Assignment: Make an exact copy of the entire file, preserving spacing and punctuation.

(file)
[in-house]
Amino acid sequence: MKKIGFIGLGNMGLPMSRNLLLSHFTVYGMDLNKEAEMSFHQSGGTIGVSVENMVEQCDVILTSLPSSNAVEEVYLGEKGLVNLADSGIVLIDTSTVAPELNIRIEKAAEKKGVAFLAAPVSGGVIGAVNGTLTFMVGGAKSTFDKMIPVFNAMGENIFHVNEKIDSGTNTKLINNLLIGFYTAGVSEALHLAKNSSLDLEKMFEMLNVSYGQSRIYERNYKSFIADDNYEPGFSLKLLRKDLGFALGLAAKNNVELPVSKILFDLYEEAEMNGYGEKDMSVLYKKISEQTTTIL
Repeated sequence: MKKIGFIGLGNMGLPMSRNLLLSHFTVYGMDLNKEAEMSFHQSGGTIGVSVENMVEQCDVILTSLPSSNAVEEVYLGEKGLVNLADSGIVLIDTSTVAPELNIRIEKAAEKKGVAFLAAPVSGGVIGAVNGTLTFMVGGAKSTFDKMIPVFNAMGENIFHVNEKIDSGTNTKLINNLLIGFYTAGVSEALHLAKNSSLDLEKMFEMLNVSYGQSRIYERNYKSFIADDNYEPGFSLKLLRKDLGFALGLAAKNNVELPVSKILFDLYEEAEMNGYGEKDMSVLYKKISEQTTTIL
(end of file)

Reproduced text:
[in-house]
Amino acid sequence: MKKIGFIGLGNMGLPMSRNLLLSHFTVYGMDLNKEAEMSFHQSGGTIGVSVENMVEQCDVILTSLPSSNAVEEVYLGEKGLVNLADSGIVLIDTSTVAPELNIRIEKAAEKKGVAFLAAPVSGGVIGAVNGTLTFMVGGAKSTFDKMIPVFNAMGENIFHVNEKIDSGTNTKLINNLLIGFYTAGVSEALHLAKNSSLDLEKMFEMLNVSYGQSRIYERNYKSFIADDNYEPGFSLKLLRKDLGFALGLAAKNNVELPVSKILFDLYEEAEMNGYGEKDMSVLYKKISEQTTTIL
Repeated sequence: MKKIGFIGLGNMGLPMSRNLLLSHFTVYGMDLNKEAEMSFHQSGGTIGVSVENMVEQCDVILTSLPSSNAVEEVYLGEKGLVNLADSGIVLIDTSTVAPELNIRIEKAAEKKGVAFLAAPVSGGVIGAVNGTLTFMVGGAKSTFDKMIPVFNAMGENIFHVNEKIDSGTNTKLINNLLIGFYTAGVSEALHLAKNSSLDLEKMFEMLNVSYGQSRIYERNYKSFIADDNYEPGFSLKLLRKDLGFALGLAAKNNVELPVSKILFDLYEEAEMNGYGEKDMSVLYKKISEQTTTIL